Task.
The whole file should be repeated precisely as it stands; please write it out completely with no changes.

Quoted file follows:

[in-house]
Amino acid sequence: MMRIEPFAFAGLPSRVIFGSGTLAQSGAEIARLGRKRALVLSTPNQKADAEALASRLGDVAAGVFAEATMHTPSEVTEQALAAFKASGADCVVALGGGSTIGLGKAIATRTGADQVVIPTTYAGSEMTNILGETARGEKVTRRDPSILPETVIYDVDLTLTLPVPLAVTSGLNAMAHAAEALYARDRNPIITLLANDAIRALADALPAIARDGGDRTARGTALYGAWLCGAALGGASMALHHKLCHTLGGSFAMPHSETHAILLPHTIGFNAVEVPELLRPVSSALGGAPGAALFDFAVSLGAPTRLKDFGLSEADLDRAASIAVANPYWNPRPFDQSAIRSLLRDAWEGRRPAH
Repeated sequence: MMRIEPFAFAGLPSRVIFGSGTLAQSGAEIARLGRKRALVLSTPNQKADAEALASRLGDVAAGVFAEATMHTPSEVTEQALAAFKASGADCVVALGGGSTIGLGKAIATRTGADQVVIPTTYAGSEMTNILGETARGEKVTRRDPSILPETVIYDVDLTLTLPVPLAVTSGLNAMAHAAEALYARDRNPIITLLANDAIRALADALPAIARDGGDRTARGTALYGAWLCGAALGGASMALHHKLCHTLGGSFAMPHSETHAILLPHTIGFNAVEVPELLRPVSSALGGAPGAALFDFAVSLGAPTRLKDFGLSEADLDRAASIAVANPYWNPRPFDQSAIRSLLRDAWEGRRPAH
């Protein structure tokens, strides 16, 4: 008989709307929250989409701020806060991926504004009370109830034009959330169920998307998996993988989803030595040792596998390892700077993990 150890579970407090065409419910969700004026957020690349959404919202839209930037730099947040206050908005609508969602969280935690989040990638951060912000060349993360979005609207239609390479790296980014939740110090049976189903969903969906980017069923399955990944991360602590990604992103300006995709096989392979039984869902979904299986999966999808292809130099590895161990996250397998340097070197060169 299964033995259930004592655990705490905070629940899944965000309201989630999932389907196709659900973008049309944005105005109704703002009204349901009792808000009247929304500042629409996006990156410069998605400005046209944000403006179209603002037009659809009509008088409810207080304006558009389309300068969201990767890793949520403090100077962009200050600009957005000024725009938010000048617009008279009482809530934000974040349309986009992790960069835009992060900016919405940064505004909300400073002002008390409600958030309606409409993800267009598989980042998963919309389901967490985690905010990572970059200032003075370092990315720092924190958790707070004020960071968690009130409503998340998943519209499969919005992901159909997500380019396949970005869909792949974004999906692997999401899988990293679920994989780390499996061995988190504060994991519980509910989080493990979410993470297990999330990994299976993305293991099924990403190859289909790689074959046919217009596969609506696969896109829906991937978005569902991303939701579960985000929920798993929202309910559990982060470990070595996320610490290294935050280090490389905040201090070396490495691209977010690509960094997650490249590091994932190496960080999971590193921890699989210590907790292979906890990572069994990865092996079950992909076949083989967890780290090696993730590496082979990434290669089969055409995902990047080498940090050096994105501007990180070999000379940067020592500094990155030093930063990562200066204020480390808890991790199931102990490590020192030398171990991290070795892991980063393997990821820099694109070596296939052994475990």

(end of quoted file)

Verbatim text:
[in-house]
Amino acid sequence: MMRIEPFAFAGLPSRVIFGSGTLAQSGAEIARLGRKRALVLSTPNQKADAEALASRLGDVAAGVFAEATMHTPSEVTEQALAAFKASGADCVVALGGGSTIGLGKAIATRTGADQVVIPTTYAGSEMTNILGETARGEKVTRRDPSILPETVIYDVDLTLTLPVPLAVTSGLNAMAHAAEALYARDRNPIITLLANDAIRALADALPAIARDGGDRTARGTALYGAWLCGAALGGASMALHHKLCHTLGGSFAMPHSETHAILLPHTIGFNAVEVPELLRPVSSALGGAPGAALFDFAVSLGAPTRLKDFGLSEADLDRAASIAVANPYWNPRPFDQSAIRSLLRDAWEGRRPAH
Repeated sequence: MMRIEPFAFAGLPSRVIFGSGTLAQSGAEIARLGRKRALVLSTPNQKADAEALASRLGDVAAGVFAEATMHTPSEVTEQALAAFKASGADCVVALGGGSTIGLGKAIATRTGADQVVIPTTYAGSEMTNILGETARGEKVTRRDPSILPETVIYDVDLTLTLPVPLAVTSGLNAMAHAAEALYARDRNPIITLLANDAIRALADALPAIARDGGDRTARGTALYGAWLCGAALGGASMALHHKLCHTLGGSFAMPHSETHAILLPHTIGFNAVEVPELLRPVSSALGGAPGAALFDFAVSLGAPTRLKDFGLSEADLDRAASIAVANPYWNPRPFDQSAIRSLLRDAWEGRRPAH
């Protein structure tokens, strides 16, 4: 008989709307929250989409701020806060991926504004009370109830034009959330169920998307998996993988989803030595040792596998390892700077993990 150890579970407090065409419910969700004026957020690349959404919202839209930037730099947040206050908005609508969602969280935690989040990638951060912000060349993360979005609207239609390479790296980014939740110090049976189903969903969906980017069923399955990944991360602590990604992103300006995709096989392979039984869902979904299986999966999808292809130099590895161990996250397998340097070197060169 299964033995259930004592655990705490905070629940899944965000309201989630999932389907196709659900973008049309944005105005109704703002009204349901009792808000009247929304500042629409996006990156410069998605400005046209944000403006179209603002037009659809009509008088409810207080304006558009389309300068969201990767890793949520403090100077962009200050600009957005000024725009938010000048617009008279009482809530934000974040349309986009992790960069835009992060900016919405940064505004909300400073002002008390409600958030309606409409993800267009598989980042998963919309389901967490985690905010990572970059200032003075370092990315720092924190958790707070004020960071968690009130409503998340998943519209499969919005992901159909997500380019396949970005869909792949974004999906692997999401899988990293679920994989780390499996061995988190504060994991519980509910989080493990979410993470297990999330990994299976993305293991099924990403190859289909790689074959046919217009596969609506696969896109829906991937978005569902991303939701579960985000929920798993929202309910559990982060470990070595996320610490290294935050280090490389905040201090070396490495691209977010690509960094997650490249590091994932190496960080999971590193921890699989210590907790292979906890990572069994990865092996079950992909076949083989967890780290090696993730590496082979990434290669089969055409995902990047080498940090050096994105501007990180070999000379940067020592500094990155030093930063990562200066204020480390808890991790199931102990490590020192030398171990991290070795892991980063393997990821820099694109070596296939052994475990």